• Gratitude: The lavish, bountiful blooms of 'Flemygea' may symbolize gratitude or the giver's thanks for the recipient's understanding.
    • Boastfulness or Vanity: In some cultures, hydrangeas can symbolize boastfulness or vanity due to their showy appearance.
    • Perseverance: The sturdy nature of Oakleaf Hydrangea, including the 'Flemygea' cultivar, could represent perseverance or the ability to withstand tough conditions.
    • Abundance: With the generous size and number of its flowers, the 'Flemygea' variety of hydrangea can symbolize abundance or prosperity.

Every week
2500 - 10000 Lux
Every 3 years
Spring-Early Summer
As needed
  • water dropWater

    The Oakleaf Hydrangea should be watered deeply once a week, ensuring that the soil is moist but not saturated. During hot and dry periods, water twice a week, providing about 1 gallon per plant per watering session. It's important to avoid overhead watering to prevent leaf diseases; instead, water at the base of the plant. During the winter, reduce watering as the plant requires less moisture due to dormancy. Always check the top inch of soil for dryness before watering to prevent overwatering, which can lead to root rot.

  • sunLight

    Oakleaf Hydrangea thrives in partial shade to full sun but prefers some protection from the intense afternoon sun. The optimal lighting condition would be dappled sunlight, which provides enough light for growth without causing stress. An eastern exposure with morning sunlight and afternoon shade or beneath the canopy of lightly spaced trees is ideal.

  • thermometerTemperature

    Oakleaf Hydrangeas are hardy and can withstand a temperature range from 20°F to 80°F. They grow best in temperatures between 60°F and 70°F. They can survive brief periods of colder temperatures down to about 5°F, but prolonged exposure to temperatures below 20°F may damage the plant.

  • scissorsPruning

    Prune Oakleaf Hydrangeas immediately after flowering to shape the plant and remove spent flowers, which encourages new growth and more blooms in the following season. Pruning in late winter or early spring is also acceptable, but it may remove some of the flower buds. It's not necessary to prune annually; every other year or when the plant appears overgrown or unruly is sufficient.

  • broomCleaning

    As needed

  • bambooSoil

    Oakleaf Hydrangea prefers well-drained soil rich in organic matter with a pH range of 5.5 to 6.5. For the best results, mix garden soil with compost and peat moss to improve both fertility and drainage.

  • plantRepotting

    Oakleaf Hydrangea is usually planted outdoors and not commonly repotted. It should be transplanted only if necessary, with care taken due to its shallow root system.

  • water dropsHumidity & Misting

    Oakleaf Hydrangea thrives in average outdoor humidity levels. It does not have specific humidity requirements but benefits from mulching to retain soil moisture.

  • pinSuitable locations

    • Indoor

      Provide bright light, moist soil, and space for growth.

    • Outdoor

      Plant in partial shade, mulch well, water regularly.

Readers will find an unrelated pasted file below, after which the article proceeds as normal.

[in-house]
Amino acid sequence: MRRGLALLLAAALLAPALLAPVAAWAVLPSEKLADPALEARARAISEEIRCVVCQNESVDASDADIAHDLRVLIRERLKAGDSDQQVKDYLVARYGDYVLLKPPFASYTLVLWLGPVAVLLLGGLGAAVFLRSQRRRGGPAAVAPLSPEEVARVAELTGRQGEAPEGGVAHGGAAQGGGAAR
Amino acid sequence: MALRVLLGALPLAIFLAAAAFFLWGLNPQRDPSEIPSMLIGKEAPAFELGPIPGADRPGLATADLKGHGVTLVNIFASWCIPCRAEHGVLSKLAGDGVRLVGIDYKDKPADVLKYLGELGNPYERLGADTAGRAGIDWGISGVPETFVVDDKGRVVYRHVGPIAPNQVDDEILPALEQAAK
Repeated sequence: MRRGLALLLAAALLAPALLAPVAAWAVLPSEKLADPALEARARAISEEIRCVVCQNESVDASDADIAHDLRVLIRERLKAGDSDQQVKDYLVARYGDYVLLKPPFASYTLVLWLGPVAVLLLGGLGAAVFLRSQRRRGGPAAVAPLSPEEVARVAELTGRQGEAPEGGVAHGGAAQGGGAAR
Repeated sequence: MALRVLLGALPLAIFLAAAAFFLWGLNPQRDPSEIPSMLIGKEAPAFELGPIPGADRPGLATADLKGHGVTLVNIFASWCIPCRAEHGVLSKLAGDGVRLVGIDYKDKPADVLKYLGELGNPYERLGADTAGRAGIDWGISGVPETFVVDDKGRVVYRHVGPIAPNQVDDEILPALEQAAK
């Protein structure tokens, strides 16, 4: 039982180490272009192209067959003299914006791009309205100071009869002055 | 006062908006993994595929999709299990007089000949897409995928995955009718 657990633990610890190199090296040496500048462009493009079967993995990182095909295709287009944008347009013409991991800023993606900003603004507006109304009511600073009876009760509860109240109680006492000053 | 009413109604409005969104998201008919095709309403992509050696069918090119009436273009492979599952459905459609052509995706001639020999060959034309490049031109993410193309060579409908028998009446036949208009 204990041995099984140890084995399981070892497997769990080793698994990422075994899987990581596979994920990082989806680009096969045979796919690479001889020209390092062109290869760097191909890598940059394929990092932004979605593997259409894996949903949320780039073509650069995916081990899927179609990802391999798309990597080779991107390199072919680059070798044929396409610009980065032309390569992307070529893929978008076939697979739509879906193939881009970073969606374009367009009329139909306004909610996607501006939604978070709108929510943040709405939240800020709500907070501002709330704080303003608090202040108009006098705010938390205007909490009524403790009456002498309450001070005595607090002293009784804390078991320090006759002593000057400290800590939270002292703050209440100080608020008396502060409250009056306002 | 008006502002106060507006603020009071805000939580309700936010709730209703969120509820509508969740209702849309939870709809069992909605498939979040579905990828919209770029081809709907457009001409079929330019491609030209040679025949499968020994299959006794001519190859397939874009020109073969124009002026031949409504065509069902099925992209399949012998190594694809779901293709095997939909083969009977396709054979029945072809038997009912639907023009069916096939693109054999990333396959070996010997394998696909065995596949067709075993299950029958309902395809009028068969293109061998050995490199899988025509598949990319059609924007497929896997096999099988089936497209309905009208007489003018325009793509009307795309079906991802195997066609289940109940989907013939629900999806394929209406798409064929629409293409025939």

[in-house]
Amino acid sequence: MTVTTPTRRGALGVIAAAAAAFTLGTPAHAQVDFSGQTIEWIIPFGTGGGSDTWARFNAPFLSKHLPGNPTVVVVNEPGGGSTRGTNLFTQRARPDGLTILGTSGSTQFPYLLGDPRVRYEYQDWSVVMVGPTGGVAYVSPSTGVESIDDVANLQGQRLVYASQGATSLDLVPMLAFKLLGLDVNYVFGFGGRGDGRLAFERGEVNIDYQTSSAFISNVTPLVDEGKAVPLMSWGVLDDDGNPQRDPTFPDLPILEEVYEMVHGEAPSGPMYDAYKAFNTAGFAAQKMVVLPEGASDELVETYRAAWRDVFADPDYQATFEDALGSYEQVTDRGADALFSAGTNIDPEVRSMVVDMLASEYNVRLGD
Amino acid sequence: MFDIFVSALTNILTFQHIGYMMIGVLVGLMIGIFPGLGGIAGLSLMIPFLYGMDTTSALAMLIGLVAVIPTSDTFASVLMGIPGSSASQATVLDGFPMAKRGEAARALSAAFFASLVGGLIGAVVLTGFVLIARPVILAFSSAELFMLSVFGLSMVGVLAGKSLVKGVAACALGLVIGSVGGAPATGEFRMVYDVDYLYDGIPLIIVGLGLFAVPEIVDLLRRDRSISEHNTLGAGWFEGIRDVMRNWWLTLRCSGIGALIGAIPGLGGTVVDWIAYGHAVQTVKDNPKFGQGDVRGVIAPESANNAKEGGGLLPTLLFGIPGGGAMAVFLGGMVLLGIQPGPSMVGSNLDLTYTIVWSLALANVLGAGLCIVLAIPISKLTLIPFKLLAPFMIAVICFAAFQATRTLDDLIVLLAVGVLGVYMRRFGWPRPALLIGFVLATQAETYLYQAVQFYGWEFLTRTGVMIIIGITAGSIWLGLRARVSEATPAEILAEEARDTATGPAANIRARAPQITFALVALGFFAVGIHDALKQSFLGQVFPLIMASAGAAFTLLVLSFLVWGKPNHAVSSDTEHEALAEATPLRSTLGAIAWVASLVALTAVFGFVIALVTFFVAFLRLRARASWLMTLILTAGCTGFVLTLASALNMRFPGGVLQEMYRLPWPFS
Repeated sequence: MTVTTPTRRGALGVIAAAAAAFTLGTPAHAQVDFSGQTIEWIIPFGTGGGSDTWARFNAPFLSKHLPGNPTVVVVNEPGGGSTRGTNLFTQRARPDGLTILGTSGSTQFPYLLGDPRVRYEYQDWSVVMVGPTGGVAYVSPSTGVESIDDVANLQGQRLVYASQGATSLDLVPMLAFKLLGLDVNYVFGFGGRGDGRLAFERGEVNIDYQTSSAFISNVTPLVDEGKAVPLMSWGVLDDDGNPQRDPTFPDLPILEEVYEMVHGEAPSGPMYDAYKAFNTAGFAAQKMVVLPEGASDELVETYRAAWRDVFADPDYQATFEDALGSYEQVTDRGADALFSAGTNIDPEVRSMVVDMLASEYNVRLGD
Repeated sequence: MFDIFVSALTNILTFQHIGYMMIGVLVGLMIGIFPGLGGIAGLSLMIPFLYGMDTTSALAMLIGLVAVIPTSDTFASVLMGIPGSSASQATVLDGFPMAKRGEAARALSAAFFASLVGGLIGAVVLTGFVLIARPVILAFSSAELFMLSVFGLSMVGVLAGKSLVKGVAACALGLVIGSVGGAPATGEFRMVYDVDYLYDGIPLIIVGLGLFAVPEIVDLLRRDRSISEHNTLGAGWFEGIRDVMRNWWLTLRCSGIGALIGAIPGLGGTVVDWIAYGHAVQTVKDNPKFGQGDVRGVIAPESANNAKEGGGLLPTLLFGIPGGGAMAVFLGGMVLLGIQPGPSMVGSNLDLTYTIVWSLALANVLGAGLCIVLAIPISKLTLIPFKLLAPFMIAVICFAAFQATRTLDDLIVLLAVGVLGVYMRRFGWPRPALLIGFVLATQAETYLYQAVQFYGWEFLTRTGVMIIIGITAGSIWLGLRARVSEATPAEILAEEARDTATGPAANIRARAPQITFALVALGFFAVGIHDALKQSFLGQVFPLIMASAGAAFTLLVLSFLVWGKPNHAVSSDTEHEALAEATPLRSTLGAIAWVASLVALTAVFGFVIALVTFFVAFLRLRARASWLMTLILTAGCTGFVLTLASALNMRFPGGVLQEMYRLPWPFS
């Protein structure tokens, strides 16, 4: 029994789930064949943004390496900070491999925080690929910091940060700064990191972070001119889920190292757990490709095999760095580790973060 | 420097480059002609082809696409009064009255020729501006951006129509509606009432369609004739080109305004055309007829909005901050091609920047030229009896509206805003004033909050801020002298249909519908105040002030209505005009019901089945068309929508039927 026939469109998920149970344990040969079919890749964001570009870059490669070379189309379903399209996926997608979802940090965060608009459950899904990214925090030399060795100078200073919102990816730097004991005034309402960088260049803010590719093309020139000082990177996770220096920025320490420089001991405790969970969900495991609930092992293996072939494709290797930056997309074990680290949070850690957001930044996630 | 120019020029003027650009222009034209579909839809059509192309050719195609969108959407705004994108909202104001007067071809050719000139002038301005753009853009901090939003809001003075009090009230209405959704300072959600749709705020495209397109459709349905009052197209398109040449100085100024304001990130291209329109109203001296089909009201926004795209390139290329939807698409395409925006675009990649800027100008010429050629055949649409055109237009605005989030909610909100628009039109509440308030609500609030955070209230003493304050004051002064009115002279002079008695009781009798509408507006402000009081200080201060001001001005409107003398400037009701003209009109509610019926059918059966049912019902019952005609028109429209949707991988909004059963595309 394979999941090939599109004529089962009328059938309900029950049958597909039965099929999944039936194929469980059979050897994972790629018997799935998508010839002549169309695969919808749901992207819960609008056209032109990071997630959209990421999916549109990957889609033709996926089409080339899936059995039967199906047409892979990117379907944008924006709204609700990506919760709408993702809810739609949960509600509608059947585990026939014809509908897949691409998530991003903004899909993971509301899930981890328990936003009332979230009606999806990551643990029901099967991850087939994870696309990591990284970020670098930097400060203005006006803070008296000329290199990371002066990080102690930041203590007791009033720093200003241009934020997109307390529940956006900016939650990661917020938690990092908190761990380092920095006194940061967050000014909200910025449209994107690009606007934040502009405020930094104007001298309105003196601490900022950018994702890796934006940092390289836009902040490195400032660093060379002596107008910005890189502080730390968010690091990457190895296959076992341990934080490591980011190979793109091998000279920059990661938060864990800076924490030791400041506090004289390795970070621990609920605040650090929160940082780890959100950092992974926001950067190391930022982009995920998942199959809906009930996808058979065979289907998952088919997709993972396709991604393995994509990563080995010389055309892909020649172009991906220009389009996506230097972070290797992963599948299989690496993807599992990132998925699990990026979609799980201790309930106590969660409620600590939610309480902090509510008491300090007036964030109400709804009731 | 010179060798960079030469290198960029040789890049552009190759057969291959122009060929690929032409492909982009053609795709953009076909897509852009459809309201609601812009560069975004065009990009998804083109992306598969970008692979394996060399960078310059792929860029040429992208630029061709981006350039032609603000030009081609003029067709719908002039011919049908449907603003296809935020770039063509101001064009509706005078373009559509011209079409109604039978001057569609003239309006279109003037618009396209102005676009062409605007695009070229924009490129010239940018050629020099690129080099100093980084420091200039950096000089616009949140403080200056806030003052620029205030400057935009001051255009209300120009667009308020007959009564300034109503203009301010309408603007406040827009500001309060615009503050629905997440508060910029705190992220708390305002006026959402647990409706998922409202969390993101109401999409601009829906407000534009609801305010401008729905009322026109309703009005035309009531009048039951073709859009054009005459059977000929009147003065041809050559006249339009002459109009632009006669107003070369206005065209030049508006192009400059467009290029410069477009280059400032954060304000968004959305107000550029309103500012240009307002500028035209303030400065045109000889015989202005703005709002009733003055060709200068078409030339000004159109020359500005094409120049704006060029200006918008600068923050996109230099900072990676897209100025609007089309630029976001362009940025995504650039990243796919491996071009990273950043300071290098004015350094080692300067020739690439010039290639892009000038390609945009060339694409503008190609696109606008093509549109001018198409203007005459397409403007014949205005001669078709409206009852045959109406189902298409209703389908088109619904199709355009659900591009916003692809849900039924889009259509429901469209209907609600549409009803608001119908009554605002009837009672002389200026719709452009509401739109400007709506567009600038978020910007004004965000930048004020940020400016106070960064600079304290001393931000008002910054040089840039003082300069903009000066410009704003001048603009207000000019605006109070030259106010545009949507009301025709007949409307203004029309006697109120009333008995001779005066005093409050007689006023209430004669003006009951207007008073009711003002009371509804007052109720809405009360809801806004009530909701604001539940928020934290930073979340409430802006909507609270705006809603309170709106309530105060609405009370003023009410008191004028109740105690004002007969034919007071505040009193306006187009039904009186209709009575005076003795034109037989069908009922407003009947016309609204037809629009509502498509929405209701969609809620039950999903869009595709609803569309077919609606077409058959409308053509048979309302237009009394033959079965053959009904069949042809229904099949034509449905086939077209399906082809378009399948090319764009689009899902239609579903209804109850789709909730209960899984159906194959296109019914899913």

• Hardiness zone

      5-9 USDA

  • circleLife cycle

    The common name of Hydrangea quercifolia 'Flemygea' is Snow Queen Oakleaf Hydrangea. The life cycle of Snow Queen Oakleaf Hydrangea begins with seed germination, occurring typically in moist, well-drained soil under appropriate light conditions. After germination, seedlings develop into juvenile plants, characterized by rapid vegetative growth and the development of distinctive lobed, oak-like leaves. As the plant matures, it enters the flowering stage, where it produces large, conical flower clusters that start white and may age to a pinkish color, attracting pollinators and potentially leading to seed production if conditions allow. During the fall, Snow Queen Oakleaf Hydrangea exhibits vibrant foliage colors before entering dormancy in winter, where above-ground growth ceases, although the roots may continue to grow minimally. This cycle repeats annually, with the plant increasing in size and abundance of blooms as it matures over several years.

  • sproutPropogation

    • Propogation time

      Spring-Early Summer

    • The most popular method of propagation for the Oakleaf Hydrangea 'Snow Queen' or Hydrangea quercifolia 'Flemygea' is through softwood cuttings. This is best done in late spring to early summer when the plant's new growth is still tender and green yet mature enough to handle cutting. To propagate, one must select a healthy shoot and cut a segment around 6 inches (15.24 cm) long just below a leaf node. Removing the bottom leaves and dipping the cut end into a rooting hormone can enhance root development. The prepared cutting should then be planted in a pot filled with a mixture of peat and perlite or sand, ensuring the node is buried and the remaining leaves are above the soil surface. The pot requires a warm, humid environment, which can be achieved by covering it with a plastic bag or placing it in a greenhouse. With proper care, roots should develop within a few weeks, after which the new Oakleaf Hydrangea 'Snow Queen' plants can eventually be transplanted into the garden.